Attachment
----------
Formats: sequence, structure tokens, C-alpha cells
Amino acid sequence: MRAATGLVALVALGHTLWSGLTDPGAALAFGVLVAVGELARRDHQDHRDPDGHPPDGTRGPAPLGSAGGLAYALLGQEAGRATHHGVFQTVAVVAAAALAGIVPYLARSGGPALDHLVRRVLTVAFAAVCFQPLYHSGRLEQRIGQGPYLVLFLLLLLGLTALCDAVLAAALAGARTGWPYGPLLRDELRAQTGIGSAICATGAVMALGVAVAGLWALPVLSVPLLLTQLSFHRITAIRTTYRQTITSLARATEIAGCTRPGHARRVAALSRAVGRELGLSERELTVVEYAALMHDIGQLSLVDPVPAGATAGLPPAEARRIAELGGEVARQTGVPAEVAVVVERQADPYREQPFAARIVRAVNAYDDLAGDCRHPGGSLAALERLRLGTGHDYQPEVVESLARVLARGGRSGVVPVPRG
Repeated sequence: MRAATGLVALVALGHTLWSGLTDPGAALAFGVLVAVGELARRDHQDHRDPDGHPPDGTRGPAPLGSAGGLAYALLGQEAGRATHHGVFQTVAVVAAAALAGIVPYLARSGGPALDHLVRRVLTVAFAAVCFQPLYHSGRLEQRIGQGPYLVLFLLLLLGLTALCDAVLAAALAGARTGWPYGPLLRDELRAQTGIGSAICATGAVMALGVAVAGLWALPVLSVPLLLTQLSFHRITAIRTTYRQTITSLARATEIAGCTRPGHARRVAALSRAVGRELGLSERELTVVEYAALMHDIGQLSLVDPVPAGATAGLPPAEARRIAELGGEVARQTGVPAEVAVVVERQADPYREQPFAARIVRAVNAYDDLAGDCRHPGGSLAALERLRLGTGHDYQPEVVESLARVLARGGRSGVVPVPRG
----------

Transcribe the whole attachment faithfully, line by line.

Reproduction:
Formats: sequence, structure tokens, C-alpha cells
Amino acid sequence: MRAATGLVALVALGHTLWSGLTDPGAALAFGVLVAVGELARRDHQDHRDPDGHPPDGTRGPAPLGSAGGLAYALLGQEAGRATHHGVFQTVAVVAAAALAGIVPYLARSGGPALDHLVRRVLTVAFAAVCFQPLYHSGRLEQRIGQGPYLVLFLLLLLGLTALCDAVLAAALAGARTGWPYGPLLRDELRAQTGIGSAICATGAVMALGVAVAGLWALPVLSVPLLLTQLSFHRITAIRTTYRQTITSLARATEIAGCTRPGHARRVAALSRAVGRELGLSERELTVVEYAALMHDIGQLSLVDPVPAGATAGLPPAEARRIAELGGEVARQTGVPAEVAVVVERQADPYREQPFAARIVRAVNAYDDLAGDCRHPGGSLAALERLRLGTGHDYQPEVVESLARVLARGGRSGVVPVPRG
Repeated sequence: MRAATGLVALVALGHTLWSGLTDPGAALAFGVLVAVGELARRDHQDHRDPDGHPPDGTRGPAPLGSAGGLAYALLGQEAGRATHHGVFQTVAVVAAAALAGIVPYLARSGGPALDHLVRRVLTVAFAAVCFQPLYHSGRLEQRIGQGPYLVLFLLLLLGLTALCDAVLAAALAGARTGWPYGPLLRDELRAQTGIGSAICATGAVMALGVAVAGLWALPVLSVPLLLTQLSFHRITAIRTTYRQTITSLARATEIAGCTRPGHARRVAALSRAVGRELGLSERELTVVEYAALMHDIGQLSLVDPVPAGATAGLPPAEARRIAELGGEVARQTGVPAEVAVVVERQADPYREQPFAARIVRAVNAYDDLAGDCRHPGGSLAALERLRLGTGHDYQPEVVESLARVLARGGRSGVVPVPRG